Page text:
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Nat Struct Mol Biol. 2020 Feb;27(2):168-178. doi: 10.1038/s41594-020-0372-1. Epub 2020 Feb 10.

Cell fitness screens reveal a conflict between LINE-1 retrotransposition and DNA replication.

Author information

1
Department of Pathology, Johns Hopkins University School of Medicine, Baltimore, MD, USA. ardeljan@jhmi.edu.
2
McKusick-Nathans Department of Genetic Medicine, Johns Hopkins University School of Medicine, Baltimore, MD, USA. ardeljan@jhmi.edu.
3
Medical Scientist Training Program, Johns Hopkins University School of Medicine, Baltimore, MD, USA. ardeljan@jhmi.edu.
4
Department of Pathology, Johns Hopkins University School of Medicine, Baltimore, MD, USA.
5
Institute for Systems Genetics and Department of Biochemistry and Molecular Pharmacology, NYU Langone Health, New York City, NY, USA.
6
Department of Pathology, Massachusetts General Hospital, Boston, MA, USA.
7
Department of Chemical and Biomolecular Engineering, Johns Hopkins University, Baltimore, MD, USA.
8
Johns Hopkins Physical Sciences Oncology Center, Johns Hopkins University, Baltimore, MD, USA.
9
Institute for NanoBiotechnology, Johns Hopkins University, Baltimore, MD, USA.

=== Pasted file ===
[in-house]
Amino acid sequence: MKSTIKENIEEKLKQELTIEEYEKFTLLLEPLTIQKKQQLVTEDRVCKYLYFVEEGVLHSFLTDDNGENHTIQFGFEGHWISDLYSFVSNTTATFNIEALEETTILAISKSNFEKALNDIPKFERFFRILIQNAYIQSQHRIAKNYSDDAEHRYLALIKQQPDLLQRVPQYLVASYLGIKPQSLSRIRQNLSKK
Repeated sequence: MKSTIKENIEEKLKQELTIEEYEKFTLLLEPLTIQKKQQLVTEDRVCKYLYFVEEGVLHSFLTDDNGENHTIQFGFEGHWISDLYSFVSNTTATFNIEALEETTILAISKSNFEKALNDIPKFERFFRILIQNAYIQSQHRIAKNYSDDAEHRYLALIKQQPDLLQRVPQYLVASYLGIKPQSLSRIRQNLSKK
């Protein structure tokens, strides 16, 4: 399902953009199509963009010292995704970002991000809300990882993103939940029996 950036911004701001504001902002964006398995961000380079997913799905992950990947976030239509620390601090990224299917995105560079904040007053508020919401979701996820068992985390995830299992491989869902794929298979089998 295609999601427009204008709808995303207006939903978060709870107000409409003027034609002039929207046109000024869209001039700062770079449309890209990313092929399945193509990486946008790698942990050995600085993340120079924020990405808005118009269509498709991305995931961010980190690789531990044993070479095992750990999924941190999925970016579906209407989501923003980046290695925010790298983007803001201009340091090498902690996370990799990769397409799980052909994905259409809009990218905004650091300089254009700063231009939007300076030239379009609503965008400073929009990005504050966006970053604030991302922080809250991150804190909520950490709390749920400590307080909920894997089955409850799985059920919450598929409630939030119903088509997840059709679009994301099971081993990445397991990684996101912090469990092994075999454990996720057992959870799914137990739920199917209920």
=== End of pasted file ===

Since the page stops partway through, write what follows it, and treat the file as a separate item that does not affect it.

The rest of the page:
10
Laboratory of Genome Maintenance, The Rockefeller University, New York City, NY, USA.
11
Department of Molecular Biology and Genetics, Johns Hopkins University School of Medicine, Baltimore, MD, USA.
12
Department of Pathology, Johns Hopkins University School of Medicine, Baltimore, MD, USA. kburns@jhmi.edu.
13
McKusick-Nathans Department of Genetic Medicine, Johns Hopkins University School of Medicine, Baltimore, MD, USA. kburns@jhmi.edu.
14
Sydney Kimmel Comprehensive Cancer Center, Johns Hopkins University School of Medicine, Baltimore, MD, USA. kburns@jhmi.edu.

Abstract

LINE-1 retrotransposon overexpression is a hallmark of human cancers. We identified a colorectal cancer wherein a fast-growing tumor subclone downregulated LINE-1, prompting us to examine how LINE-1 expression affects cell growth. We find that nontransformed cells undergo a TP53-dependent growth arrest and activate interferon signaling in response to LINE-1. TP53 inhibition allows LINE-1+ cells to grow, and genome-wide-knockout screens show that these cells require replication-coupled DNA-repair pathways, replication-stress signaling and replication-fork restart factors. Our findings demonstrate that LINE-1 expression creates specific molecular vulnerabilities and reveal a retrotransposition-replication conflict that may be an important determinant of cancer growth.

PMID:
32042151
PMCID:
PMC7080318
[Available on 2020-08-10]
DOI:
10.1038/s41594-020-0372-1

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